How the tsar’s suspicions devastated Russia is demonstrated in the Oprichnina. Apprehending treason by nobles, he abdicated the throne in 1564. However, the Russians pleaded for his return, and he agreed upon the condition of creating Oprichnina, a special territory governed solely by the tsar. The Oprichnina made landlords terribly suffer. Historian Robert Wilde, writer of the article The Oprichnina of Ivan IV, states that “existing landowners were often evicted, and their fates varied from resettlement to execution.” (Wilde) Nevertheless, it was not only the boyars who were harmed, the common people suffered from heavy taxation, paying “in one year as much as [they] used to pay in ten,” notes Janet Martin, author of the book Medieval Russia, 980-1584. (Martin, 410) As the Oprichniki, the tsar’s personal guards, were not held accountable for their actions, they were free to engage in tyranny, including false accusations. The accused were tortured, executed, and in the documentary The Most Evil Men in History-Ivan the Terrible, Professor Lindsey Hughes comments that “perhaps the most intriguing was the use of giant frying pans in which the victims were slowly fried.” (Hughes) The tsar’s horrific invention terrified the Russian people.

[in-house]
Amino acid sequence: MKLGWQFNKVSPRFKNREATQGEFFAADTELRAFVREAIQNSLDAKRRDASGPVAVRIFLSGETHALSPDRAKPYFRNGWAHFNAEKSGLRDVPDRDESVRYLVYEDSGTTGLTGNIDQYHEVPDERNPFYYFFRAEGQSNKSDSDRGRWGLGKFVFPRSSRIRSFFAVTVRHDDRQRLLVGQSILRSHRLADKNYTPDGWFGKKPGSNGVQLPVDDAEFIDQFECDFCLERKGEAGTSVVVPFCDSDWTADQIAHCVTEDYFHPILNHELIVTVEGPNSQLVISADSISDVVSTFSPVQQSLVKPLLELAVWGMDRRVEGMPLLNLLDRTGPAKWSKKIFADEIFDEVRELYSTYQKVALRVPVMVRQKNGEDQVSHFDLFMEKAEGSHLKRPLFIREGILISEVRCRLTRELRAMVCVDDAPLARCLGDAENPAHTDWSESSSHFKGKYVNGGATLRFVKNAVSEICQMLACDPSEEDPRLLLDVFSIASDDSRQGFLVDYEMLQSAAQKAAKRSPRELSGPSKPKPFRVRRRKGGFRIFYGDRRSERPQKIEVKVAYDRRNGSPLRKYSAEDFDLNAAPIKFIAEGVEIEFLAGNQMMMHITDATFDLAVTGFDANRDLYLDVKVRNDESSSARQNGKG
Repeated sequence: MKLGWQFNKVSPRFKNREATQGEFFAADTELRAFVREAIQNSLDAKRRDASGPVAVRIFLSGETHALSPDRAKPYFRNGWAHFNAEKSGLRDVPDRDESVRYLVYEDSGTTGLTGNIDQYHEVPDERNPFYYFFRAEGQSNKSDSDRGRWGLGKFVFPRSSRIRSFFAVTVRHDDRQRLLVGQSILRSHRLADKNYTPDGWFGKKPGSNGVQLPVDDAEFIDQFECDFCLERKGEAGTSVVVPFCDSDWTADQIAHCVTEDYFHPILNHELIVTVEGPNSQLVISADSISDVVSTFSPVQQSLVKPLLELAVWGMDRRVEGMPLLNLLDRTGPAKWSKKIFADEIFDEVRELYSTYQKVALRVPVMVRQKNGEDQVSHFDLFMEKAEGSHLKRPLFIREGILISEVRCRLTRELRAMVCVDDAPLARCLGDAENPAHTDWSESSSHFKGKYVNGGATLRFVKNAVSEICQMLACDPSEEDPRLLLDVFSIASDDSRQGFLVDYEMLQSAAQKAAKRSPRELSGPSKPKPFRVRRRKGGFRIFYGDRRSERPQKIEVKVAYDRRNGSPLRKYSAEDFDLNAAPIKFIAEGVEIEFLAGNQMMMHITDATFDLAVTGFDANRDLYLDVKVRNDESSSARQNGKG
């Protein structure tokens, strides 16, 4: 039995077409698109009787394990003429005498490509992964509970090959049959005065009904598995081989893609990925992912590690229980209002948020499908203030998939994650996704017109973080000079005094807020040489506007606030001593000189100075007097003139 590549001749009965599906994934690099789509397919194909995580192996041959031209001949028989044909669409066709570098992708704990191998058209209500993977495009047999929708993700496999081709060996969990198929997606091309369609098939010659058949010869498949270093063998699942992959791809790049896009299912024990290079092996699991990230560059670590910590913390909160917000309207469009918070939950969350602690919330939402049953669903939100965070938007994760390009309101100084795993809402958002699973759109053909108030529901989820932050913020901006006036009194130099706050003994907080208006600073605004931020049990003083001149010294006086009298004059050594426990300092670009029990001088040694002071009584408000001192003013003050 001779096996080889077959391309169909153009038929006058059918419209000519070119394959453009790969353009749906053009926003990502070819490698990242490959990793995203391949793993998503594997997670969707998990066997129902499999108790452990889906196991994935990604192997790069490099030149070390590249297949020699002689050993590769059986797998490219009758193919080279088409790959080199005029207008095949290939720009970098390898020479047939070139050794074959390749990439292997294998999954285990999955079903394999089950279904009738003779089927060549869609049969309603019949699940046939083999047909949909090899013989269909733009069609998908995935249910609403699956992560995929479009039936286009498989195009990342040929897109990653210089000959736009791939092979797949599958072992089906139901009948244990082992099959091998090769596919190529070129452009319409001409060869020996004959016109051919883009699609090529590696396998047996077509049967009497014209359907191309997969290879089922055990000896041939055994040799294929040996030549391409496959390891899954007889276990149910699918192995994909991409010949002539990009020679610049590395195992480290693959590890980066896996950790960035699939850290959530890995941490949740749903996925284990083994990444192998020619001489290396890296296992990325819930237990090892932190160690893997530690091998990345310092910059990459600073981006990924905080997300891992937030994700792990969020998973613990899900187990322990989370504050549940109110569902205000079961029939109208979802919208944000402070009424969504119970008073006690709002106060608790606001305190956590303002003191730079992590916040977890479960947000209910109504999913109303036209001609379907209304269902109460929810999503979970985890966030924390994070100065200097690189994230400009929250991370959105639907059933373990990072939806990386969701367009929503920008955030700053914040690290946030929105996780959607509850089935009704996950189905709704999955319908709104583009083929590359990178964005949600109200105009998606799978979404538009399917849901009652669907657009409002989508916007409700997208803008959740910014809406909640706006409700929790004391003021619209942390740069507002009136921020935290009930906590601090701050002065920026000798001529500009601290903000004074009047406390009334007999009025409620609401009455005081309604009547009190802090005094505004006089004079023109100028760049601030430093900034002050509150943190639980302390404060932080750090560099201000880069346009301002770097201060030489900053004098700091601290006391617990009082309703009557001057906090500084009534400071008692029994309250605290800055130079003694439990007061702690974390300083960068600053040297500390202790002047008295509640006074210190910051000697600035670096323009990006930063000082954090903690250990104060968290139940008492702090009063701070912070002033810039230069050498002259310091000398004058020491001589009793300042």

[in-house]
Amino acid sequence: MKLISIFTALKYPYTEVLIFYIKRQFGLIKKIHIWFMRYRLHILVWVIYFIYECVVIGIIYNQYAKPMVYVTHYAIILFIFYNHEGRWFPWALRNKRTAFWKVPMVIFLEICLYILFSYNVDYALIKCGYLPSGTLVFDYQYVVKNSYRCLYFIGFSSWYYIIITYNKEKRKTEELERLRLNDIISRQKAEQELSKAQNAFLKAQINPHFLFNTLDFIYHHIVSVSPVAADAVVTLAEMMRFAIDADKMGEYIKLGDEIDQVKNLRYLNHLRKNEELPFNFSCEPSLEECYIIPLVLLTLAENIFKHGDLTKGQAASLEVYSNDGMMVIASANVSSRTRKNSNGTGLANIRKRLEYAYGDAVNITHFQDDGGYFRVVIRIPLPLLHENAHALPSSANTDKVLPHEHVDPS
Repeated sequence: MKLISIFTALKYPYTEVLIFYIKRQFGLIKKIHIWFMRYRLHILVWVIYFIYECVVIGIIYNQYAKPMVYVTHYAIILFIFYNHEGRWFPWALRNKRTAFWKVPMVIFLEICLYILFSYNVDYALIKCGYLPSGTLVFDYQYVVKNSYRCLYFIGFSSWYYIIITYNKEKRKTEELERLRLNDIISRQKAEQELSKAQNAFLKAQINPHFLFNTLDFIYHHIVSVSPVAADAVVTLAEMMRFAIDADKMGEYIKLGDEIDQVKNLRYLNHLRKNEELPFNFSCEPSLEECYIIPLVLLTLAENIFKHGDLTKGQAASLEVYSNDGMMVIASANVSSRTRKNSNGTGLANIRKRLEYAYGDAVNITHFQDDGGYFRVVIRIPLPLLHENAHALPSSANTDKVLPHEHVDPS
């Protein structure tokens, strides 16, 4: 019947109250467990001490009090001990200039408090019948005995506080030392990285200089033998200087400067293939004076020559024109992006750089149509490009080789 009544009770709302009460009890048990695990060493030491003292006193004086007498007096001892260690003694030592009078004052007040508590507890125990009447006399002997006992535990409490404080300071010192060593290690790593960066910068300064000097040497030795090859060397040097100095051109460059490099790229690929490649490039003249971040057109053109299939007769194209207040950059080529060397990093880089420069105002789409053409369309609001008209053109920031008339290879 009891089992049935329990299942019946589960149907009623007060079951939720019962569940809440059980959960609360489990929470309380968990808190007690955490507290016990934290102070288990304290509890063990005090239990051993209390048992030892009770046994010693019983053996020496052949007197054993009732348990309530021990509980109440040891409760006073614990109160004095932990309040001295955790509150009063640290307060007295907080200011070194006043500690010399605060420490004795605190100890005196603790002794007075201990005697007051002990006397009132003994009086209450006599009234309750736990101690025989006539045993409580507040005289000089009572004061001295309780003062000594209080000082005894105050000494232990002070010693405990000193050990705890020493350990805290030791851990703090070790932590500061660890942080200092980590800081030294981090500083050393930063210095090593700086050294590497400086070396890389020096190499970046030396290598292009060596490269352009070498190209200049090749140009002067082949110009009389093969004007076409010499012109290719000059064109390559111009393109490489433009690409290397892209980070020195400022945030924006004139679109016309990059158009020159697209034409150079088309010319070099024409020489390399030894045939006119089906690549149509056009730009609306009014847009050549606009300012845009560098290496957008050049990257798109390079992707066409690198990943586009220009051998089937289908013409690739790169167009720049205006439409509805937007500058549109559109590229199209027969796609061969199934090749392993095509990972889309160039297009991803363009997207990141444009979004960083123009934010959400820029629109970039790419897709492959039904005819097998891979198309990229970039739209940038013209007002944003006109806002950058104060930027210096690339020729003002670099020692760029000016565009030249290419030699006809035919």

At the same time, Ivan IV Vasilyevich also struggled with his choleric temper, and this ultimately led to the end of his bloodline. Although the tsar had many sons, many of them had died early, and his second son, Feodor, was already suffering from illness. His first son, Ivan Ivanovich, therefore, was the only Tsarevich (prince) capable of becoming the heir. Nevertheless, this did not prevent the tsar from engaging in a heated argument with him. On November 19th, 1581, Ivan IV became angry by “his daughter-in-law’s choice of clothes,” says Carol Bos, the tsar “boxed her ears” when she refused. (Bos) As the quarrel became more violent, the tsar became more aggravated. Then, suddenly, he struck his son with his iron-tipped staff. Ivan Ivanovich soon died in a comma. Though the throne was passed to Feodor, he died childless, ushering into the Time of Troubles. For two decades, Russia suffered from famine, foreign invasions, and civil uprisings, losing more than a third of its population. The nation entered into a period of despair all because of Ivan Groznyj’s choleric temper. He was not only a killer of his adversaries; he was also a murderer of his own family.